23 Jan 2017

ACT wants incentive for councils to approve new homes

7:30 pm on 23 January 2017

The government needs to accept that New Zealand's housing market is dysfunctional, says ACT Party leader David Seymour.

Act MP David Seymour

Act Party leader David Seymour. Photo: RNZ / Diego Opatowski

Mr Seymour used his state of the nation speech in Auckland today to outline his party's plan to tackle housing affordability.

"The country has to get serious about the housing market, it's not something that people overwhelmingly disagree with, most people know that something has to be done, and most people are realising that what the National Party has pretended to do hasn't worked," he said.

He wants local councils to get a share of the GST collected from the construction of new housing - if they approve more housing consents.

Mr Seymour said sharing the GST revenue with councils would help them cover infrastructure costs associated with new housing developments.

"That would be an enormous incentive for cities to consent more land.

"For example in 2016 there was about $16 billion worth of construction activity - 15 percent of that is $2.4 billion. Sharing half of that with councils would wipe out Auckland's current transport infrastructure deficit overnight."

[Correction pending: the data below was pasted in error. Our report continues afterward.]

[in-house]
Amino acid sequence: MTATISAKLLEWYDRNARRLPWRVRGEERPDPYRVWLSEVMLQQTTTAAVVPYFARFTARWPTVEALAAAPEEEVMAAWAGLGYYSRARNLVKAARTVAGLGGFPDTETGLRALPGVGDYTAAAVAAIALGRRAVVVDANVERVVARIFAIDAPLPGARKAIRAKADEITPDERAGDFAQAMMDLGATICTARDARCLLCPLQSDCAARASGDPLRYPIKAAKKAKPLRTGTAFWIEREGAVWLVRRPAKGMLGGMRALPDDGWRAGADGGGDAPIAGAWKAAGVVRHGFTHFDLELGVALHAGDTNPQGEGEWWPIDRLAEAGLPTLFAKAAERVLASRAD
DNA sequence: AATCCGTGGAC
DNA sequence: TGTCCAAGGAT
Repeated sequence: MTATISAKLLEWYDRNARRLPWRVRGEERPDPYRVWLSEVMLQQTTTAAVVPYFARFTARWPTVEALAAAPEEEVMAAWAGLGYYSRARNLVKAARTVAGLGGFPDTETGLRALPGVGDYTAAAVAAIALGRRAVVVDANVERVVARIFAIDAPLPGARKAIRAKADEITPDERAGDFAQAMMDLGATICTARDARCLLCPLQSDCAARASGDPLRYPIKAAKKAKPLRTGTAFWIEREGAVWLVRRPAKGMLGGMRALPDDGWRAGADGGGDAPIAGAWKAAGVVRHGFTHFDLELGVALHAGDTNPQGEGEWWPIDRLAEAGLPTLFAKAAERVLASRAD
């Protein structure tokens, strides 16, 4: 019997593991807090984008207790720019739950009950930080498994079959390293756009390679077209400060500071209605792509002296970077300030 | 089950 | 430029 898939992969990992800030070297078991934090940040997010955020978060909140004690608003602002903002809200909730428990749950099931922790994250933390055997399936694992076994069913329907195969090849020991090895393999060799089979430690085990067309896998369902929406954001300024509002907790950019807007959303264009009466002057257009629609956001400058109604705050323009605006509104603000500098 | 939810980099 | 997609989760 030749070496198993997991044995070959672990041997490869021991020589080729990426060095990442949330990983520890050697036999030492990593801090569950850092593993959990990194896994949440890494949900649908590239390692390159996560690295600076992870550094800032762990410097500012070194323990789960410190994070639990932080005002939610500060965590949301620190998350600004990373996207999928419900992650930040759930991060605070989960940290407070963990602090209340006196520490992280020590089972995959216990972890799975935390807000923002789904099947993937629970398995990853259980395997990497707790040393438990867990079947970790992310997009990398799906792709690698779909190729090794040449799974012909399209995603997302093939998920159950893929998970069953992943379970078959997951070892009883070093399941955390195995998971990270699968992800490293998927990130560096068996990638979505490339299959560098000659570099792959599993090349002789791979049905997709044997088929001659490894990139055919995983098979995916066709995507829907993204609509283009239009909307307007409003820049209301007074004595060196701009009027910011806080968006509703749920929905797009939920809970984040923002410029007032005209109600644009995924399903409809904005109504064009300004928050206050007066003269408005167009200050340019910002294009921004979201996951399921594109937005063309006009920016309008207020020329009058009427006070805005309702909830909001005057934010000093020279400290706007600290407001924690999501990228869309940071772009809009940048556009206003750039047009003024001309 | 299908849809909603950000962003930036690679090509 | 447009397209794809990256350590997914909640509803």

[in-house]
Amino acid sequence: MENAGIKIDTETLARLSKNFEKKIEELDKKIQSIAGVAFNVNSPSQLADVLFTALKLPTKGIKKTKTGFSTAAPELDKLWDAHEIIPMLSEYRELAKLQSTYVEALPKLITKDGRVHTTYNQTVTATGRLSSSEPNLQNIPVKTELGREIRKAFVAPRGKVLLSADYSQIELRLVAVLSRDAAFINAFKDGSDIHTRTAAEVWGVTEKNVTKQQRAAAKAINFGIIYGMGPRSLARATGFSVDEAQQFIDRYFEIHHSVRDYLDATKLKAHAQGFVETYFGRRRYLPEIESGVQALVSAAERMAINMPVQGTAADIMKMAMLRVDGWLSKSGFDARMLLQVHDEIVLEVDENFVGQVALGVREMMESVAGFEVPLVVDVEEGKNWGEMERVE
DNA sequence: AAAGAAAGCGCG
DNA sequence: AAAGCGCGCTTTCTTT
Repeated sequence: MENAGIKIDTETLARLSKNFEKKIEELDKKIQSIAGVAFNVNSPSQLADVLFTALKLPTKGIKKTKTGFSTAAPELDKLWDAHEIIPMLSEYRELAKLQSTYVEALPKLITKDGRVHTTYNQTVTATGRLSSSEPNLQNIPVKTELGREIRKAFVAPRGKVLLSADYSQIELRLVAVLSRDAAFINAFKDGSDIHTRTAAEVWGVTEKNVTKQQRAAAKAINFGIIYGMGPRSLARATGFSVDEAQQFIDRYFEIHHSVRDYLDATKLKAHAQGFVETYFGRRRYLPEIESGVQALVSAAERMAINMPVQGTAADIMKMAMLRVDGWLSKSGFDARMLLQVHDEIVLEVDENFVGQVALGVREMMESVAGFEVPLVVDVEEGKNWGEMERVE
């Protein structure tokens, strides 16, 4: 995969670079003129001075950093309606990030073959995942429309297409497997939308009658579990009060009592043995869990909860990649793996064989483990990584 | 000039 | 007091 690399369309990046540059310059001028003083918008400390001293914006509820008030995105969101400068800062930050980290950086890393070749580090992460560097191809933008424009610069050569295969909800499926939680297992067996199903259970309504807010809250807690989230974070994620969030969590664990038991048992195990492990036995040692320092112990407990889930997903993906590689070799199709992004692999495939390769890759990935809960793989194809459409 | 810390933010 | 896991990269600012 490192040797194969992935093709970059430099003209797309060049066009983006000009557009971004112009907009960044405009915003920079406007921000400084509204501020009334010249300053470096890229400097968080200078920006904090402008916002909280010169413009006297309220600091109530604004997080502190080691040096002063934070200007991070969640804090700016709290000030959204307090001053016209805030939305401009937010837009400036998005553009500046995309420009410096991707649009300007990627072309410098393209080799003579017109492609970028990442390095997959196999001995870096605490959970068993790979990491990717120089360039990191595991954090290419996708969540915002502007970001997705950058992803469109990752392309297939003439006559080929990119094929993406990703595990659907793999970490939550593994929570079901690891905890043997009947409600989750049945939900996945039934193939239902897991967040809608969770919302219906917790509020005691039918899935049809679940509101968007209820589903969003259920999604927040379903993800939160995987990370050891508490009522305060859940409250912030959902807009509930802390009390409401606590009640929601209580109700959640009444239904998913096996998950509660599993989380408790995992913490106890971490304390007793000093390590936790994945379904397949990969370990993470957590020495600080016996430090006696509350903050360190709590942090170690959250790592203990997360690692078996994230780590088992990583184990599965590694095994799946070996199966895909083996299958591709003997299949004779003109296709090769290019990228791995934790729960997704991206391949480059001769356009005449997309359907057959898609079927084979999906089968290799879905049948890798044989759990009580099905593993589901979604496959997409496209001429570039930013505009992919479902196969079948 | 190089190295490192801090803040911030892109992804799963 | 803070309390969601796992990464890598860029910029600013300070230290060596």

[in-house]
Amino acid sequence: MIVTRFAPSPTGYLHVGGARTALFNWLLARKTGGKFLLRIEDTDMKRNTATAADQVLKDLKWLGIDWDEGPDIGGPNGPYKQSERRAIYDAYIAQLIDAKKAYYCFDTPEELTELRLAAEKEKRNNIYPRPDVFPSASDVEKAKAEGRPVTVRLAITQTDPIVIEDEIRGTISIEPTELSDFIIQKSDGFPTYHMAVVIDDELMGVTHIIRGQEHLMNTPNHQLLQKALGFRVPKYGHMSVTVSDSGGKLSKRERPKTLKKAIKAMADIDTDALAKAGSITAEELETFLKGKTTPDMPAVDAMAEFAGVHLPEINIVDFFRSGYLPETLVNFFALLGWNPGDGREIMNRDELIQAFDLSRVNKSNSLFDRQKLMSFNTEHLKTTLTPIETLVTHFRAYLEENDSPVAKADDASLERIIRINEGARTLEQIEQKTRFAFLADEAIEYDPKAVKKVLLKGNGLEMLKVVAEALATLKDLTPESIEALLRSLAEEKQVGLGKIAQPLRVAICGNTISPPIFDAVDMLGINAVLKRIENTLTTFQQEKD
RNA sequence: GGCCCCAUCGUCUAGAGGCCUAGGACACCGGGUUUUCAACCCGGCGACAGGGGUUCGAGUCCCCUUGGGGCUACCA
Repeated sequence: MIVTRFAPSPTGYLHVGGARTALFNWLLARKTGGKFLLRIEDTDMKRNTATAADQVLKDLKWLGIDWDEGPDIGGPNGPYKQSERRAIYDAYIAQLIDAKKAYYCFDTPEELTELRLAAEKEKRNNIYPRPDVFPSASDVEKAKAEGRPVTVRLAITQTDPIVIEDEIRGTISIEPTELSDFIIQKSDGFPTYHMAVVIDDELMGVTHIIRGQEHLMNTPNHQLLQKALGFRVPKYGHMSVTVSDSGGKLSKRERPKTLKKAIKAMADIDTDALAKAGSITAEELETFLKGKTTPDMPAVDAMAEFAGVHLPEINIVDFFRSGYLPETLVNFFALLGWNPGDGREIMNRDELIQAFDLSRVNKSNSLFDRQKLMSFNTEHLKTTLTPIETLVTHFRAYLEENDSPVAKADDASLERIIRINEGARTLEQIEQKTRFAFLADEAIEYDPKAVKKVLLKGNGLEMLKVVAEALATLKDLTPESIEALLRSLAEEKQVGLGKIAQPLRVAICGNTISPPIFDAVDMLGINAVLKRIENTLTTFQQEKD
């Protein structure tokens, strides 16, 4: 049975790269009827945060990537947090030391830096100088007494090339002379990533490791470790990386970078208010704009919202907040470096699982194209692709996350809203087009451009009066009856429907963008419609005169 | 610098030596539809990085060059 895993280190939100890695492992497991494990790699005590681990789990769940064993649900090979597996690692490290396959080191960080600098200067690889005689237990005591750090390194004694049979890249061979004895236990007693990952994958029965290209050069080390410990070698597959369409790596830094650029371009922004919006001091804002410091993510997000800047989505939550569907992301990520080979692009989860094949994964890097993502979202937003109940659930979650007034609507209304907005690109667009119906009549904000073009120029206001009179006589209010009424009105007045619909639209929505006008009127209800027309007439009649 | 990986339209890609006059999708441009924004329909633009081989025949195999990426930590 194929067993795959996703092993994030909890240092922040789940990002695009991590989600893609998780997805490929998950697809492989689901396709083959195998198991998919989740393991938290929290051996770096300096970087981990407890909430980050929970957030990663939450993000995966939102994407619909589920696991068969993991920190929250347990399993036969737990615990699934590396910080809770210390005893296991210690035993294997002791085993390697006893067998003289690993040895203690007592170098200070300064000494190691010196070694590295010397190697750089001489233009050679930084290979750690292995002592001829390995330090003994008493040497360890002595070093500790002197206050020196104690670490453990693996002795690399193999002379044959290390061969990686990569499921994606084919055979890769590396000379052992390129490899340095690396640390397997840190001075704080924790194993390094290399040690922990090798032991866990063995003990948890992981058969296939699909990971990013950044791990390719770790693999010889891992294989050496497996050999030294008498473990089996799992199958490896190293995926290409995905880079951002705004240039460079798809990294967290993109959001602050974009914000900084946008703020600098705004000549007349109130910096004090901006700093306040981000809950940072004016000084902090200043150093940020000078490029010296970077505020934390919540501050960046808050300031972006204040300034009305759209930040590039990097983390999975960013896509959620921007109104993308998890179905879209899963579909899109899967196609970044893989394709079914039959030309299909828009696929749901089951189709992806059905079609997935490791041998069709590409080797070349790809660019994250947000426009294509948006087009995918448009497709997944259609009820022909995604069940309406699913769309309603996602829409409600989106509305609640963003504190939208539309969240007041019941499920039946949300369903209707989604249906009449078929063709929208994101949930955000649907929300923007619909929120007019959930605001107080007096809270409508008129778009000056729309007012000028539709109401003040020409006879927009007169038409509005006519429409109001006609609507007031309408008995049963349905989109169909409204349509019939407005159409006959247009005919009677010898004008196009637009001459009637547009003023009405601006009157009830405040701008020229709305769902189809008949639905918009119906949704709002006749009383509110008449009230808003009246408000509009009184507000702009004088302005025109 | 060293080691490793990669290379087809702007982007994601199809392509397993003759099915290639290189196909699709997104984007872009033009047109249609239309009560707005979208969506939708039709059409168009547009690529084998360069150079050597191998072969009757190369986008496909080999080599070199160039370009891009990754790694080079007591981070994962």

He said the cost of building roads, water and sewerage systems put councils off approving new houses and subdivisions.

Mr Seymour said another rewrite of the Resource Management Act (RMA) would be one of his bottom lines going in to this year's election.

He said the government was not doing enough and its proposed changes to the RMA were completely inadequate.

"The deal they've managed to strike with the Māori Party, in spite of being offered a better deal to be a lot more aggressive by ACT and United Future, left them passing legislation that is so weak there's not a chance that it's going to be any more effective than the last 18 reforms of the Resource Management Act."

Mr Seymour said new urban planning laws should be brought in for cities with populations of more than 100,000 people, which would prioritise supplying land and infrastructure, in response to demand.

He said urban areas could not be regulated and protected in the same way as undeveloped natural environments.

Mr Seymour said an RMA rewrite and the GST incentive - along with scrapping council building certification in favour of a compulsory bond over new buildings - was non-negotiable if ACT held the balance of power after the election.

Mr Seymour said he had not had any detailed discussions with National about making further changes to the RMA .

"If we get to the stage where they need us for support after the election, I think they'll be very willing because one thing about Bill English is that he does actually get the problem and he does actually get the economics of it.

"He's different from John Key, he does actually want to solve this problem, the question is - is it going to be politically possible? I suggest without ACT it won't be, with ACT it'll be necessary."

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